The seriousness of flu in the elderly population cannot be understated, as people aged 65 years and older are at the greatest risk of serious complications from the flu, including hospitalizations and even death. The scare and worry of the flu may impede on what we settle as fact and fiction, and may cause more harm if the virus is misunderstood or disregarded. But Silver Cuisine is resolving flu myths and facts to ensure you and your loved one take the appropriate, safe steps during the flu season!
6 Flu Myths and Facts for Seniors
Claim #1: The best way for preventing the flu is by getting the flu shot.
FACT: That’s correct! The best way for preventing the flu is by getting the flu shot according to the Centers for Disease Control and Prevention (CDC). Though everyone aged six months and older are encouraged to get the flu shot, the CDC highly recommends people 65 or older to get the vaccine, as they are at a high risk for complications from the flu. Two vaccines are designed specifically for those 65 and older, including the “Fluzone High-Dose Seasonal Influenza Vaccine,” and “FLUAD™” Flu Vaccine with Adjuvant, which may result in more of the mild side effects that can occur with the standard shot. Seniors should not get the nasal spray, intradermal flu shot, or jet injector flu vaccine. Anyone providing care should also get the flu shot to prevent the risk of flu in seniors and spreading the virus.
Claim #2: The flu shot is all you need to protect yourself from the flu.
MYTH: While the shot is the best way to prevent against the flu virus, practicing good health habits can also protect yourself and others from the flu and help stop the spread of germs. Individuals are encouraged to avoid close contact with others, stay at home when sick, cover the mouth and nose when coughing and sneezing, wash hands regularly, and avoid touching the eyes, nose, and mouth to help stop the spread of germs. Cleaning and disinfecting commonly touched surfaces, getting enough sleep, filling the diet with nutrient-rich foods, being physically active, and managing stress also additional ways to halt germs within their tracks.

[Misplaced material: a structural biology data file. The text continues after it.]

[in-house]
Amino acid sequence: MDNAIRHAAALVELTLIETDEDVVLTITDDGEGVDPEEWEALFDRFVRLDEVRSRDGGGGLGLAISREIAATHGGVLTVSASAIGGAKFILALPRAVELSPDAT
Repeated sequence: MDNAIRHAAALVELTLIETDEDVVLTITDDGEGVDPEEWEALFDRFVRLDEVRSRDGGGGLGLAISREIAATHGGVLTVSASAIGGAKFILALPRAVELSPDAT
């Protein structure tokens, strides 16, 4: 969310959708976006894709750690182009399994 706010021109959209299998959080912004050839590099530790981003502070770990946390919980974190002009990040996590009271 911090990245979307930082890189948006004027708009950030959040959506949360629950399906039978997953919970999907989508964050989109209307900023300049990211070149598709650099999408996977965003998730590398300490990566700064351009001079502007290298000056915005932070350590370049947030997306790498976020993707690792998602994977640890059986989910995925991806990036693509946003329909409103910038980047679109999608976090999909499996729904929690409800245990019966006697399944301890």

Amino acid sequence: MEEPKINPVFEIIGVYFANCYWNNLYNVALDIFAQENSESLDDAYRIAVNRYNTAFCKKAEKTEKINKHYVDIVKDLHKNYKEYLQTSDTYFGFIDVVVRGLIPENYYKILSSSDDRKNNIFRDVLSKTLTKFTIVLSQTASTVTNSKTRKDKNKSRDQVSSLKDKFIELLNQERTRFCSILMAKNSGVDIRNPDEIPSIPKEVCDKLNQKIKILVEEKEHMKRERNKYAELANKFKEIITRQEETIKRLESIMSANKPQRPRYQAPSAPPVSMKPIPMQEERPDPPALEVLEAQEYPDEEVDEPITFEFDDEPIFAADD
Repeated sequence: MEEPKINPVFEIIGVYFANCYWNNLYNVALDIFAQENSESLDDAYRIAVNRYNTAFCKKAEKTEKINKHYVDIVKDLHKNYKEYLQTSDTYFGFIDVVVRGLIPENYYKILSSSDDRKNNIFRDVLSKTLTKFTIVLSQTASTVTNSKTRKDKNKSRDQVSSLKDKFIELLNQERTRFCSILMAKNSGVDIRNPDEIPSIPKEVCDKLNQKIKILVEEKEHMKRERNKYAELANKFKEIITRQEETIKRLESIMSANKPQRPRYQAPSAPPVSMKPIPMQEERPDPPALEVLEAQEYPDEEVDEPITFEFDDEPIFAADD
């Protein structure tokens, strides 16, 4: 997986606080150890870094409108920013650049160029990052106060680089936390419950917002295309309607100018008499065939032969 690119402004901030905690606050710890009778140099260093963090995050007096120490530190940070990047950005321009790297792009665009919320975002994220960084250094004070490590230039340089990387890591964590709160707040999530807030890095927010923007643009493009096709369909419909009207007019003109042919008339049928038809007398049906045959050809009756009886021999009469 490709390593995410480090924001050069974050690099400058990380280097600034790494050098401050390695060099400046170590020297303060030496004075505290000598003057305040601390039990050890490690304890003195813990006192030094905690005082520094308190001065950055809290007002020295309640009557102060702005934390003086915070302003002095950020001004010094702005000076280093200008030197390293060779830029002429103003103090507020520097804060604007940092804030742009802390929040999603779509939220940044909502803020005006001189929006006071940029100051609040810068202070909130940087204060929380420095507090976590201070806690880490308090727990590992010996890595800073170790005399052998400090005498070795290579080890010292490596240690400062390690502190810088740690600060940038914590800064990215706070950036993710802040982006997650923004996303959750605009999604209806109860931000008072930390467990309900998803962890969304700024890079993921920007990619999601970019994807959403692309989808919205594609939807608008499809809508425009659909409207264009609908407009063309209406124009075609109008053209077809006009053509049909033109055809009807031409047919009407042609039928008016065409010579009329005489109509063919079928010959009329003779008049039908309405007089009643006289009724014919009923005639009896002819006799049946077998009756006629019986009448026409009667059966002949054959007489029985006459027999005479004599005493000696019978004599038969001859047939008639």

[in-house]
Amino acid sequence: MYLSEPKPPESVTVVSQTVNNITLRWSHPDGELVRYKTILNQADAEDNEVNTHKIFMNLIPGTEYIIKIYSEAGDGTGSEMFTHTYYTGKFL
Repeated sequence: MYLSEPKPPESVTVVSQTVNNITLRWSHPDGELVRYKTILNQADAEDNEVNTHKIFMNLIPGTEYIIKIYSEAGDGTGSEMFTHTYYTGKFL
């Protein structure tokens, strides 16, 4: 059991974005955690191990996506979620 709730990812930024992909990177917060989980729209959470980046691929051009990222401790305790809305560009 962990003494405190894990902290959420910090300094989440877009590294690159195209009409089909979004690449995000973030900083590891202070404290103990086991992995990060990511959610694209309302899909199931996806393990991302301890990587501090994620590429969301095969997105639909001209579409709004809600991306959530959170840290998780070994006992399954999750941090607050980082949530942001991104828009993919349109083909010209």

Claim #3: Flu symptoms are significantly different in the senior population.
MYTH: While flu symptoms can vary from person to person, those who have the flu experience similar symptoms. Common symptoms include fever, cough, sore throat, runny or stuffy nose, body aches, headache, chills, fatigue, vomiting, and diarrhea. Some individuals may also experience respiratory symptoms even in absence of a fever.
Claim #4: Seniors are more likely to have problems from the flu compared to other populations.
FACT: While the flu is dangerous for all, seniors aged 65 and older and at a greater risk of serious complications from the flu compared to younger adults, particularly related to a weaker immune system that comes with advancing age. Recognized complications include falls, respiratory infections, pneumonia, myocarditis, encephalitis, rhabdomyolysis, organ failure, and sepsis, which may result in hospitalization and potentially death. In fact, it has been estimated between 54 percent and 70 percent of seasonal flu-related hospitalizations have occurred in people aged 65 and older, with an estimated 71 percent and 85 percent of seasonal flu-related deaths according to the CDC’s estimates based on a flu-related data published in PLOS ONE. That being said, it is highly encouraged to implement flu treatments immediately, including medical evaluations and antiviral drugs.
Claim #5: The flu vaccine also protects against the pneumococcal virus.
MYTH: The flu shot and pneumococcal vaccination are two separate shots. So in addition to getting the flu shot, people aged 65 and older should be current with their pneumococcal vaccination(s). Doing so can prevent against forms of pneumococcal disease, including pneumonia, which is a serious flu-related complication that may lead to death. Talk with your senior’s primary care providers to make sure all vaccinations are up-to-date, along with discussing any other vaccinations that may be recommended.
Claim #6: Feed a cold, starve a fever.
MYTH: What a wives’ tale this is… Starving yourself amidst a fever is not recommended. Seniors are already at risk of loss of appetite and malnutrition and depriving the body from calories and nutrients can snowball the risk of health complications. If feeling nauseas, start with clear foods and work up to small volumes of bland foods, such as those in the BRAT diet (bananas, rice, applesauce, and toast), as tolerated. Protein sources can also keep the body strong, while vitamin C, selenium, and zinc-rich foods can help boost the immune system. Hydration is also key, particularly related to a loss of fluids from the fever itself and respiratory tract evaporation, along with diarrhea and vomiting if present.